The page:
Hanjie Chen (University of Virginia) “Bridging Humans and Machines: Techniques for Trustworthy NLP”

When:
February 20, 2023 @ 12:00 pm – 1:15 pm
2023-02-20T12:00:00-05:00
2023-02-20T13:15:00-05:00
Where:
Hackerman Hall B17
3400 N. Charles Street
Baltimore
MD 21218
Cost:
Free

Abstract

Advanced neural language models have grown ever larger and more complex, pushing forward the limits of language understanding and generation, while diminishing interpretability. The black-box nature of deep neural networks blocks humans from understanding them, as well as trusting and using them in real-world applications. This talk will introduce interpretation techniques that bridge the gap between humans and models for developing trustworthy natural language processing(NLP). I will first show how to explain black-box models and evaluate their explanations for understanding their prediction behavior. Then I will introduce how to improve the interpretability of neural language models by making their decision-making transparent and rationalized. Finally, I will discuss how to diagnose and improve models (e.g., robustness) through the lens of explanations. I will conclude with future research directions that are centered around model interpretability and committed to facilitating communications and interactions between intelligent machines, system developers, and end users for long-term trustworthy AI.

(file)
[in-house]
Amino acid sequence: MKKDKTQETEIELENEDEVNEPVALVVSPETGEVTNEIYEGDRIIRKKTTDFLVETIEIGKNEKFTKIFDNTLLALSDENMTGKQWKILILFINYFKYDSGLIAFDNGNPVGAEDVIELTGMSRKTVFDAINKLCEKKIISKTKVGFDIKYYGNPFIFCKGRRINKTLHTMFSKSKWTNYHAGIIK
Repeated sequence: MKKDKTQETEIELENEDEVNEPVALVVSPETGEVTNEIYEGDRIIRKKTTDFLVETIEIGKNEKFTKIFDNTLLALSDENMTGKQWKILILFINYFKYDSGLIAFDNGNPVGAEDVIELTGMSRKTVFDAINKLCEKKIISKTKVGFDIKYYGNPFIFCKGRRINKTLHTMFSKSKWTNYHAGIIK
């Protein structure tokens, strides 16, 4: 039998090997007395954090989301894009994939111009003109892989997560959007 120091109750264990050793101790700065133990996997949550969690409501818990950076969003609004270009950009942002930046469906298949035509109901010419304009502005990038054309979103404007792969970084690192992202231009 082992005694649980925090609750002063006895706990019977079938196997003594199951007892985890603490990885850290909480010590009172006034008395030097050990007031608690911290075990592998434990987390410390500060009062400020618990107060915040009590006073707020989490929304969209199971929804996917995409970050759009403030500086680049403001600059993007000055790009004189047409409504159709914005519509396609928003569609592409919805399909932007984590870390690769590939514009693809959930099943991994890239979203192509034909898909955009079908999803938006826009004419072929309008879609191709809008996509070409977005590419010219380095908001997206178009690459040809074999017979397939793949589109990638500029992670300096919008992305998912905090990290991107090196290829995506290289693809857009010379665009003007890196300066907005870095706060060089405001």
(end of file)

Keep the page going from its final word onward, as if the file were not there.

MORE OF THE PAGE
Biography

Hanjie Chen is a Ph.D. candidate in Computer Science at the University of Virginia, advised by Prof. Yangfeng Ji. Her research interests lie in Trustworthy AI, Natural Language Processing (NLP), andInterpretable Machine Learning. She develops interpretation techniques to explain neural language models and make their prediction behavior transparent and reliable. She is a recipient of the Carlos and Esther Farrar Fellowship and the Best Poster Award at the ACM CAPWIC 2021. Her work has been published at top-tier NLP/AI conferences (e.g., ACL, AAAI, EMNLP, NAACL) and selected by the National Center for Women & Information Technology (NCWIT) Collegiate Award Finalist 2021. She (as the primary instructor) co-designed and taught the course, Interpretable Machine Learning, and was awarded the UVA CS Outstanding Graduate Teaching Award and University-wide Graduate Teaching Awards Nominee (top 5% of graduate instructors). More details can be found athttps://www.cs.virginia.edu/~hc9mx

Center for Language and Speech Processing